Every year, over one billion people travel by air and that figure is predicted to double in the
next two decades.
Air travel is a comfortable and safe means of transport and is accessible to all sectors of the
population. The global increase in travel, as well as an increasingly aged population, means that
there may be a significant increase in older passengers and those with an illness who wish to
Health professionals may increasingly be asked to assess a patient’s fitness to fly, including
both UK nationals planning to travel abroad and visitors from overseas who need to be repatriated
following an accident or illness while in the UK. Most patients will be able to fly safely, but
some may require additional measures such as in-flight supplementary oxygen. Where necessary, even
passengers who require specialist in-flight medical care up to intensive care level can usually be
transported by air ambulance, although the cost of this can be prohibitive unless covered by the
patient’s medical insurance.
These guidelines address the most common issues that may affect a passenger’s fitness to fly.
Further advice and guidance is available in the IATA passenger medical clearance guidelines, the Aerospace Medical Association and, if the
passenger has made a booking, from the airline medical department (where there is one).
The Aviation Health Unit can also be contacted for advice Mon-Fri 0830 to 1630 hours by
contacting 01293 573674 or email@example.com.
It is important to note that although Cabin Crew are trained to render advanced first aid, they
are not trained to administer medication. In addition, most airlines will assist passengers to
reach the toilet accommodation on the aircraft but cannot render more personal hygiene or nursing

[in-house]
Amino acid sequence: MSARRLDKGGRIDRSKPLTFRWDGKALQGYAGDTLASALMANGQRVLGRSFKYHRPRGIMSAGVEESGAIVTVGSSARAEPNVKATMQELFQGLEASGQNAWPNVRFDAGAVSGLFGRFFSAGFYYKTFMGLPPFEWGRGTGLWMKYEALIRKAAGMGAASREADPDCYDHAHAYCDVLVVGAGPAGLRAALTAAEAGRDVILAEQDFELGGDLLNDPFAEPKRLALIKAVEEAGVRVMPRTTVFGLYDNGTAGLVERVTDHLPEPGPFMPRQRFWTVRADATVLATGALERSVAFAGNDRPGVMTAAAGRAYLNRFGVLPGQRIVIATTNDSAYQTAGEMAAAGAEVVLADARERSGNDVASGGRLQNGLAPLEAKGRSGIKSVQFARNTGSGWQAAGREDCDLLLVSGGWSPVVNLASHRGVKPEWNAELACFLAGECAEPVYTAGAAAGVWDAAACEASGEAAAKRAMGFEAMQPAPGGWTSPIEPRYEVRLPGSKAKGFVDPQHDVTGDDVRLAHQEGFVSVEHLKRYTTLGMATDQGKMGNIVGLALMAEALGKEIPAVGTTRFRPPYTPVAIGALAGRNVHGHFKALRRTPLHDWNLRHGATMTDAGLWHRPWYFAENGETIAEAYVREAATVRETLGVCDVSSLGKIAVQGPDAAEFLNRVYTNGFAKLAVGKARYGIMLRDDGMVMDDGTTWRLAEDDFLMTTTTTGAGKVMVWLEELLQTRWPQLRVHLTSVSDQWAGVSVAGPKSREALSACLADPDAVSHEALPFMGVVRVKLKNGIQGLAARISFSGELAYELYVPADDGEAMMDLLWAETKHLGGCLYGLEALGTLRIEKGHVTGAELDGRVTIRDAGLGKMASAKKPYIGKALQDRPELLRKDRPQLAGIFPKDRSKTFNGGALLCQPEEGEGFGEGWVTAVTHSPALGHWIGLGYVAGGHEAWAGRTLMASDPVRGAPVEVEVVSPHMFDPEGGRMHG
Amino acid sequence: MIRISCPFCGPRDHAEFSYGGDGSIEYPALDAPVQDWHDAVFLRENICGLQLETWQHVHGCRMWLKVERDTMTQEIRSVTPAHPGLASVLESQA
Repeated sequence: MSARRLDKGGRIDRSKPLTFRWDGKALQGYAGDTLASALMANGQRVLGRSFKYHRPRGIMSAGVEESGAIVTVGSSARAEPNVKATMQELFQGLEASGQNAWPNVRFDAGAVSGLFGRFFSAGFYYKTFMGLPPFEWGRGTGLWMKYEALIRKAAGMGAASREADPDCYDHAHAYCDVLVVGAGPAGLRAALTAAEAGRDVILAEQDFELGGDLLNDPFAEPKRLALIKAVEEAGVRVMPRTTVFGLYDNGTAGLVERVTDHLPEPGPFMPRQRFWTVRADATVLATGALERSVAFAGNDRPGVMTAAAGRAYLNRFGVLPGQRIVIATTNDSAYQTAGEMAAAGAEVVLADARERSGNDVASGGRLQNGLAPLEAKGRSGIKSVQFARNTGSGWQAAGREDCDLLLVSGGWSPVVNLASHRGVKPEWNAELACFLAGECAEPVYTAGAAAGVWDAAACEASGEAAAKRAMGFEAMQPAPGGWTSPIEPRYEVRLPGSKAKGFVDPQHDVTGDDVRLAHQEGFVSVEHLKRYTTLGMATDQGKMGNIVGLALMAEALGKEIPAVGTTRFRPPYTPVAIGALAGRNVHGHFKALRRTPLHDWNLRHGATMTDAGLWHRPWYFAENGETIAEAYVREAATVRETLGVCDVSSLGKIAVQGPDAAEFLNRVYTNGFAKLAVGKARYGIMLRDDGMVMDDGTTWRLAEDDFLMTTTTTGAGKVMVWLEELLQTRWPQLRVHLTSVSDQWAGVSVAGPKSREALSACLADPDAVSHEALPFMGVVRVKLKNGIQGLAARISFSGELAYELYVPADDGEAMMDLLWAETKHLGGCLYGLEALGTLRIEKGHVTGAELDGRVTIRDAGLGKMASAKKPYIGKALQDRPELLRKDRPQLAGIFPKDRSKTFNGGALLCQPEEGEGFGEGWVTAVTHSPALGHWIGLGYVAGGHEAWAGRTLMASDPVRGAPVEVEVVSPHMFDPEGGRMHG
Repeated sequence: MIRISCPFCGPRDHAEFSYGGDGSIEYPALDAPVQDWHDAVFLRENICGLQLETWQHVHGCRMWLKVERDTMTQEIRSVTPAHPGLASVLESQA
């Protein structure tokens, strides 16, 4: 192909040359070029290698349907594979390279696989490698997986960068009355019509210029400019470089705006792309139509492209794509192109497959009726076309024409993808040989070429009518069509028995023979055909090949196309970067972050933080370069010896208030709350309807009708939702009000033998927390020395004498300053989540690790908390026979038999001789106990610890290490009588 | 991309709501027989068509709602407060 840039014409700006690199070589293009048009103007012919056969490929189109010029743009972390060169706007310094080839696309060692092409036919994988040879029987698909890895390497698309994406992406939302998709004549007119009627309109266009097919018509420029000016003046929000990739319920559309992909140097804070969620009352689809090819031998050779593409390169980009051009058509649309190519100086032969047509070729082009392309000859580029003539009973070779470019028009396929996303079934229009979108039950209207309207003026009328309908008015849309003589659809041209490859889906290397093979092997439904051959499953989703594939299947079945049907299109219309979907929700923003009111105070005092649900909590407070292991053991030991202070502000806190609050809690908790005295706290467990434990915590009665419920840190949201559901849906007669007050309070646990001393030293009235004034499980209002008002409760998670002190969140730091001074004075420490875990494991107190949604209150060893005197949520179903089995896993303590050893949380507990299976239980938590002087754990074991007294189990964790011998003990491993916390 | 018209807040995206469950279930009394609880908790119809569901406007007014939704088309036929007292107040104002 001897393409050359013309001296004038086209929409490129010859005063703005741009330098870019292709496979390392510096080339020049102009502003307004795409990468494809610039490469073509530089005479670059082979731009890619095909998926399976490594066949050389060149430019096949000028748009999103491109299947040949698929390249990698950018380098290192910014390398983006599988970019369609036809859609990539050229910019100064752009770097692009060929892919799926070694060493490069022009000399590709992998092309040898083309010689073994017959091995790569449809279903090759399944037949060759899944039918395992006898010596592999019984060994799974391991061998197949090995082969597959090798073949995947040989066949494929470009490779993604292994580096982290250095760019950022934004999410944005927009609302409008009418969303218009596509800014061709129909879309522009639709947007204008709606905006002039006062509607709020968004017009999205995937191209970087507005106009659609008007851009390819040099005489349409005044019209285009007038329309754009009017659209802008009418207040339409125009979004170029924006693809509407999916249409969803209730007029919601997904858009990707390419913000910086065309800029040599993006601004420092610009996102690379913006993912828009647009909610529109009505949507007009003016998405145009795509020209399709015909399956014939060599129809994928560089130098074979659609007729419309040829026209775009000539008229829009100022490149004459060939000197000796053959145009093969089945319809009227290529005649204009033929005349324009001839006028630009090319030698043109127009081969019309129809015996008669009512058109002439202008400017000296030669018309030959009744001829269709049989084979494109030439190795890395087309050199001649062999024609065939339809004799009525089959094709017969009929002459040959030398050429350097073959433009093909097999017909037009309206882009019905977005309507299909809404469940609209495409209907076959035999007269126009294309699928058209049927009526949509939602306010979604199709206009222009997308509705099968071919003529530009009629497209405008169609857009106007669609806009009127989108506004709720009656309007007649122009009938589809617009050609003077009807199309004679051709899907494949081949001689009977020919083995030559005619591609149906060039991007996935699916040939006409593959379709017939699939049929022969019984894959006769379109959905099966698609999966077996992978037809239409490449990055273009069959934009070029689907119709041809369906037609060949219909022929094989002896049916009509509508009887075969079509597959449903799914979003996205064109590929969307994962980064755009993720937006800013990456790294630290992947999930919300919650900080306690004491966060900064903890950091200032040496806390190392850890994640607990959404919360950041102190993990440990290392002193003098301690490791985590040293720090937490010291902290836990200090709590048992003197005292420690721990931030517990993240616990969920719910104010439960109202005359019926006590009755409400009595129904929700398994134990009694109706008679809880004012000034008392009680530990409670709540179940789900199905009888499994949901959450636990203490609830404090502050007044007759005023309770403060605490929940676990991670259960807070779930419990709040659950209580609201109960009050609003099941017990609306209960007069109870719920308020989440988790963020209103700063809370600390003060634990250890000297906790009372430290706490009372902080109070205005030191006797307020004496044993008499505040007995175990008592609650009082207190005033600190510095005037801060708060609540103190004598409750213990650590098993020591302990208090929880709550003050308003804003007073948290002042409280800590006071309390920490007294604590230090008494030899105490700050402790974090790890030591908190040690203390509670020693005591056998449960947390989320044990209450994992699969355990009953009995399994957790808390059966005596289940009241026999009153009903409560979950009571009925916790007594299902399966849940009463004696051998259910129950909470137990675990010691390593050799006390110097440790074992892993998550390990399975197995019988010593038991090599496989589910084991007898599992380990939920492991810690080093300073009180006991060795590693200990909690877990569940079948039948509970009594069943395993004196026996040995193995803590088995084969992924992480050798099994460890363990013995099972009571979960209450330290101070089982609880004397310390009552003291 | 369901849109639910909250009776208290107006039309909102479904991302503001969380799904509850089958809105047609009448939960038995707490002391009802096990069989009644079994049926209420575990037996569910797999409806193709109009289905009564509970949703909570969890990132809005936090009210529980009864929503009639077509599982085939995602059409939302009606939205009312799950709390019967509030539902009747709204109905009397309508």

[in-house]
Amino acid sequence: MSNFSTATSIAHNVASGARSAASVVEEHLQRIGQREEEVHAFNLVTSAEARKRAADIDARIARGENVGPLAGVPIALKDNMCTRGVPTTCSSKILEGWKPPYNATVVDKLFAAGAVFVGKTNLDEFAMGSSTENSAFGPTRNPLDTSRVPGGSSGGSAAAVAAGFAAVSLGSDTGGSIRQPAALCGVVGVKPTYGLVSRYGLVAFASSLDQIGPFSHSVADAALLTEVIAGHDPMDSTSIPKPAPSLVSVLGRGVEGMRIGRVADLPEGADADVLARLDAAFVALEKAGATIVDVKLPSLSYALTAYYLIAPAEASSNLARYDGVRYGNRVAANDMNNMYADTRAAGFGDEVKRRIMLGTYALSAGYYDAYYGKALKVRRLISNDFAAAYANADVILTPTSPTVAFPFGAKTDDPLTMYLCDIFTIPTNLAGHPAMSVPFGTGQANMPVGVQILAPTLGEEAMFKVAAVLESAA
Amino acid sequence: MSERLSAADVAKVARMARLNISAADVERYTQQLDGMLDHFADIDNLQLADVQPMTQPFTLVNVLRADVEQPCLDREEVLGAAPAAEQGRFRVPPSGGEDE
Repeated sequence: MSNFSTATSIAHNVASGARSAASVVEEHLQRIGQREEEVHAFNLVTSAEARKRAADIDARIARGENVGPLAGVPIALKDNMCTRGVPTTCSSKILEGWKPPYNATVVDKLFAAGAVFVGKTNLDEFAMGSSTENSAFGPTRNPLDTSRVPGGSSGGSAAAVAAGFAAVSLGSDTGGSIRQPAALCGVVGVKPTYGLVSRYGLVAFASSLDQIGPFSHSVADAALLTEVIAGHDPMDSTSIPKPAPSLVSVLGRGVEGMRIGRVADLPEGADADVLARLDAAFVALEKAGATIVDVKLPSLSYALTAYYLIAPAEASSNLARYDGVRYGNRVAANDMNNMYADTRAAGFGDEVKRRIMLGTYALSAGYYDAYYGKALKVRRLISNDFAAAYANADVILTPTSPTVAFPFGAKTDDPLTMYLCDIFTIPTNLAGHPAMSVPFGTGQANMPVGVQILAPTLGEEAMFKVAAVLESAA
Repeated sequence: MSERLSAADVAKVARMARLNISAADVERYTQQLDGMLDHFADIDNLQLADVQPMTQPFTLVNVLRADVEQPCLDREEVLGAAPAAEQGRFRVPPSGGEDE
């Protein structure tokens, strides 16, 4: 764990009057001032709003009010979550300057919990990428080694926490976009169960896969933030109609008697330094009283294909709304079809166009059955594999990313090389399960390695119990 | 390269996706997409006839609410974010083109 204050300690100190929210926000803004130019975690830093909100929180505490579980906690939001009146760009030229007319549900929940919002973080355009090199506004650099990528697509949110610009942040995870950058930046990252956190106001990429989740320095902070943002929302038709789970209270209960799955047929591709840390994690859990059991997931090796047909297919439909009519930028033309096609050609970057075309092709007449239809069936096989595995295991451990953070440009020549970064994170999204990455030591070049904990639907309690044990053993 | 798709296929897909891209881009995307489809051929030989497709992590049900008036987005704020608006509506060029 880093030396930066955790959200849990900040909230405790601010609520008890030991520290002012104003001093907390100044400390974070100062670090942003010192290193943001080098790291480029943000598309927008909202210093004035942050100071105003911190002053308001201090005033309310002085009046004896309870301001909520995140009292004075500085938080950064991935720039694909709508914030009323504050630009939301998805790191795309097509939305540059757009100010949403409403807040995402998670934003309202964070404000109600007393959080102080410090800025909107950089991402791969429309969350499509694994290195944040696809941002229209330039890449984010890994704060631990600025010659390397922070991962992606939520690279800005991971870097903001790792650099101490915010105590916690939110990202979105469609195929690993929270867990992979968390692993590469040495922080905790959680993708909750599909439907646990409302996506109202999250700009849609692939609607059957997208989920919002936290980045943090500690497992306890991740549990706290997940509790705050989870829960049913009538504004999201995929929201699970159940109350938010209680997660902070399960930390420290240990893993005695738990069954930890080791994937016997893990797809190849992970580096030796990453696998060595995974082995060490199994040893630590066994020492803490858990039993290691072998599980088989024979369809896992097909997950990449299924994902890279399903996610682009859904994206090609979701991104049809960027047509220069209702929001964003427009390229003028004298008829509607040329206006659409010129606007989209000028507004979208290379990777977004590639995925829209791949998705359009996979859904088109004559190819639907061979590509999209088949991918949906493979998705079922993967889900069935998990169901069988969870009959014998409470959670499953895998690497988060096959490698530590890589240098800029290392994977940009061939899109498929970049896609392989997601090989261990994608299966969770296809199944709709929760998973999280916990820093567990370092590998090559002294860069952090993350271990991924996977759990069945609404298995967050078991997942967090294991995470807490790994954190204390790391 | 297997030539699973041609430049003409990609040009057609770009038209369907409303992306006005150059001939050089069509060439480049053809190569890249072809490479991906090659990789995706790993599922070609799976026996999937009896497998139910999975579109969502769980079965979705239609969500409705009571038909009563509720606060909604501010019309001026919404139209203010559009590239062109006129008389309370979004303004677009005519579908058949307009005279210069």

The majority of in-flight emergencies occur in situations when an individual's medical condition
is unknown to the airline and it is therefore essential that the passenger’s physician sends
adequate details well in advance of the flight to the carrier. Most airlines have medical advisors
who provide advice and “clear” passengers as fit to fly.
The key information that they require is:
The clearance can be done by telephone or by formal communication using the MEDIF form,
available through travel agents or from the internet, which allows the medical information to be
structured in a manner that can be processed by the majority of airlines.
The final decision whether or not to carry a passenger is that of the airline, but the more
information that is provided in advance, the more likely it is that a reasonable, evidence based
decision can be made.
Read all @UK_CAA
ATOL advises travellers purchasing mystery travel deals to be aware of financial protection in place
14 August, 2019
Check then Disconnect
31 July, 2019
UK Civil Aviation Authority reports on disabled access at UK airports
11 July, 2019
Read all News
Why aviation helps give the UN’s International Day of Persons with Disabilities a true global dimension
3 December, 2018
Planning your next holiday abroad?
10 April, 2018
Passengers with hidden disabilities
8 December, 2016
Read All Blogs